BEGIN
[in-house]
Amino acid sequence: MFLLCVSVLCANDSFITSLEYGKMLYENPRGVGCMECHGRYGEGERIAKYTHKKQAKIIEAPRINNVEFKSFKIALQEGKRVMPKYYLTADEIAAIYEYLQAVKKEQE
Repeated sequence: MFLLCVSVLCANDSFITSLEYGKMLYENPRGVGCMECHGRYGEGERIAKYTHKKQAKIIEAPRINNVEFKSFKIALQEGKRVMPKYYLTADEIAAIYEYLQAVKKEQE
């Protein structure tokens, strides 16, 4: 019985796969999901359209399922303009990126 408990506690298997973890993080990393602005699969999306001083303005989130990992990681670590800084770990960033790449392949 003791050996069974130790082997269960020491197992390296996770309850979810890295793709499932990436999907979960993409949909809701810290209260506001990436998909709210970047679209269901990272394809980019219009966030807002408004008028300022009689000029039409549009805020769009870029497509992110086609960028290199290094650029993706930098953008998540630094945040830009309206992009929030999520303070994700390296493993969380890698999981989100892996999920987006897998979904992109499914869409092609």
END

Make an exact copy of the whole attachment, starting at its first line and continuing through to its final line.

[in-house]
Amino acid sequence: MFLLCVSVLCANDSFITSLEYGKMLYENPRGVGCMECHGRYGEGERIAKYTHKKQAKIIEAPRINNVEFKSFKIALQEGKRVMPKYYLTADEIAAIYEYLQAVKKEQE
Repeated sequence: MFLLCVSVLCANDSFITSLEYGKMLYENPRGVGCMECHGRYGEGERIAKYTHKKQAKIIEAPRINNVEFKSFKIALQEGKRVMPKYYLTADEIAAIYEYLQAVKKEQE
């Protein structure tokens, strides 16, 4: 019985796969999901359209399922303009990126 408990506690298997973890993080990393602005699969999306001083303005989130990992990681670590800084770990960033790449392949 003791050996069974130790082997269960020491197992390296996770309850979810890295793709499932990436999907979960993409949909809701810290209260506001990436998909709210970047679209269901990272394809980019219009966030807002408004008028300022009689000029039409549009805020769009870029497509992110086609960028290199290094650029993706930098953008998540630094945040830009309206992009929030999520303070994700390296493993969380890698999981989100892996999920987006897998979904992109499914869409092609």